It’s Saturday – writing day in my world. (In between running errands and doing “mom” things like taking my daughter for her driver’s knowledge test this morning.) On top of that, it’s raining – and has been for two days – after a few days of record-high temperatures. Thirty degrees Celsius on May 3rd (a rare high temperature) caused rapid snow melt in the mountains, high runoff in creeks and streams, and mudslides that blocked roads. Today the Kootenay River is muddy from the runoff, said my husband. It’s a cool, cloudy, rainy and moody day, and this album felt perfect. (Meanwhile: the Globe and Mail reports Alberta has declared a state of emergency due to the forest fires, and tens of thousands of people there have been evacuated. Surreal.)
Today’s playlist is a piano recital album entitled Echoes of China: Contemporary Piano Music. Pianist Susan Chan performs the works of several composers: Zhou Long, Doming Lam, Alexina Louie, Tan Dun, and Chen Yi. The album is published by Naxos.
Listen here: https://www.naxos.com/CatalogueDetail/?id=8.570616
Find it on the Apple Classical app here: https://classical.music.apple.com/ca/album/1015064818
The album includes the four pieces of Music For Piano by Alexina Louie. This week in the SFU The Writer’s Studio program, one of our assignments was to write a response to a piece of music that we find challenging to listen to. I chose to interpret this not as something I don’t like listening to (which was my initial interpretation – always read the assignment at least twice!) but as something that challenges me to try harder and throws back at me my lack of success: Alexina Louie’s Music For Piano. What follows is not the assignment I turned in but a reflection on it.
The piano was one of my first artistic loves. I started taking lessons at age 4, and at first, all I did was hide under my teacher’s grand piano. My mother was determined that I should learn, and I’m glad she pushed me to do it. It’s not that I became a concert pianist – I did not – it’s that the knowledge of music expanded my horizons, brought additional emotional context to my life, and added an extra dimension to my enjoyment of other art forms. It encouraged me to persevere, to be self-disciplined, and to stretch my capabilities.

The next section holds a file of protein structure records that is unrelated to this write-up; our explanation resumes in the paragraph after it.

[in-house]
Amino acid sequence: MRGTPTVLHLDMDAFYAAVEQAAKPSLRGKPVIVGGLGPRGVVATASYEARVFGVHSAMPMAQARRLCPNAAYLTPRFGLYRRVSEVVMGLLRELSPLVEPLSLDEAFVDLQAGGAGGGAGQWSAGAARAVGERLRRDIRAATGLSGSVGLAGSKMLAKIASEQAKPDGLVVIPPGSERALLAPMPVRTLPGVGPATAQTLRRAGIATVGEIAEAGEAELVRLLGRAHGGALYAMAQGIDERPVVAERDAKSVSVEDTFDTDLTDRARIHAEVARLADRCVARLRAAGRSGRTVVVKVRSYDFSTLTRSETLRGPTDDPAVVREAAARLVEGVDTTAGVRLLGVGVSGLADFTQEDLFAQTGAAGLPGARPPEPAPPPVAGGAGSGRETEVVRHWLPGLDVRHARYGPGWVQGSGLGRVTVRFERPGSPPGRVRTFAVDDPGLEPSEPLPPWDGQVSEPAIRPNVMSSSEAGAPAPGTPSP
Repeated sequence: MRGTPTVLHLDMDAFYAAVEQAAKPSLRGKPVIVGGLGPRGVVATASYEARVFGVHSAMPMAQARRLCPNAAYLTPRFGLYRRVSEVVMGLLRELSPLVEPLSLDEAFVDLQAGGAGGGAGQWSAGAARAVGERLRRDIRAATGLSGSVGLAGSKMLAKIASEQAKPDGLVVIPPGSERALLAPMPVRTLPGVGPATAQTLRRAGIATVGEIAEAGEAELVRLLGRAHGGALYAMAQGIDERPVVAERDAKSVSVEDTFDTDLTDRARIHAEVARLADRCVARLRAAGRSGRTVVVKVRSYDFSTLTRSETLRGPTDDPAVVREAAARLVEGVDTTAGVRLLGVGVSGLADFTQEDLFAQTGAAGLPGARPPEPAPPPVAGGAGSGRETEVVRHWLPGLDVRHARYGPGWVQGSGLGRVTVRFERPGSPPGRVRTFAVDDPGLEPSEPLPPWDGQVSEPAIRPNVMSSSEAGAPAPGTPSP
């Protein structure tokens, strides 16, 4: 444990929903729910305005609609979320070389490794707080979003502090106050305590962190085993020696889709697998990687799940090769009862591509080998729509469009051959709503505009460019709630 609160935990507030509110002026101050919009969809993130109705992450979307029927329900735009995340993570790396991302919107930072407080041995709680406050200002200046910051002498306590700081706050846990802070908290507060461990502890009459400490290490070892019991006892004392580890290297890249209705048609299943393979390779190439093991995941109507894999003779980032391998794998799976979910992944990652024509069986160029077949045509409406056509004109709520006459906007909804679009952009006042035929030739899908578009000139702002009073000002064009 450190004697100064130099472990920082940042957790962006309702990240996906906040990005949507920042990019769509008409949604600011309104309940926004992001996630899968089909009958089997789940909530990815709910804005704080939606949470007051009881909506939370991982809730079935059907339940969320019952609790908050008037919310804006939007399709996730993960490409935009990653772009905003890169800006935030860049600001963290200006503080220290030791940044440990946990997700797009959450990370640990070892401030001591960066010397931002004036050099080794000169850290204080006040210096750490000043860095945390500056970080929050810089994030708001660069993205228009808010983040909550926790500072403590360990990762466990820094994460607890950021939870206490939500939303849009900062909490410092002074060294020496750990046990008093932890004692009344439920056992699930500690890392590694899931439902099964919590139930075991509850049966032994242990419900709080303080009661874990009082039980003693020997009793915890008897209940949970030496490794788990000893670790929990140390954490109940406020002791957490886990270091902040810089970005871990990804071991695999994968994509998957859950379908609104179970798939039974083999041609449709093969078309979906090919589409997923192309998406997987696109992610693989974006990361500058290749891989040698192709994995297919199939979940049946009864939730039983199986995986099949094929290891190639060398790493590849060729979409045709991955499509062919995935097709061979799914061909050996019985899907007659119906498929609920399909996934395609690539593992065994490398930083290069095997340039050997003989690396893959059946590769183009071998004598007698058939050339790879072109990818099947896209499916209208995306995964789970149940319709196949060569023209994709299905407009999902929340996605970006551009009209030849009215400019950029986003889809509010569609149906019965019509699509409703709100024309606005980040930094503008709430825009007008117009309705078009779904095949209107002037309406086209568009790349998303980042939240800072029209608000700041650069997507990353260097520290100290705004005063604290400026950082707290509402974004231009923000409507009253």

My teacher challenged me with many different pieces and genres, which is typical for a conservatory piano program. The piano music of Alexina Louie is one of the challenges he presented me with, insisting I buy her music book “Music For Piano” when I was a teenager. It is modern or contemporary piano music – it does not adhere to classical forms, takes risks with tempo, meter, form, and sound, yet gives precise instruction to the musician on how to play and interpret the music. You may only take liberties where noted. My first piece was (I think) Distant Memories, which does not give a time signature for the first very long measure, then changes to 6/8 time, then 4/8, then 6/8, then 5/8… the score intimidates me. My teacher insisted I try to play it without hearing it first. From then on, I entered into a love/hate relationship with Alexina Louie’s piano pieces.
The struggle! It was excruciating at times to learn these pieces that did not follow the predictable chord progressions or key signatures or time signatures. Each measure required thorough reading and deft fingerwork. It was exactly the challenge I needed, knocking my ego down repeatedly. To produce such a gorgeous, textured sound! If I managed it, it was a triumph. More often, I missed the mark.
I’ve returned to this set of pieces over the years, attempting them again, loving them, and becoming frustrated at my limitations. I have yet to learn the last piece (Once Upon A Time). I think it’s time to warm up my hands.
By the way, Alexina Louie is a Canadian composer. You can read more about her here: http://www.alexinalouie.ca/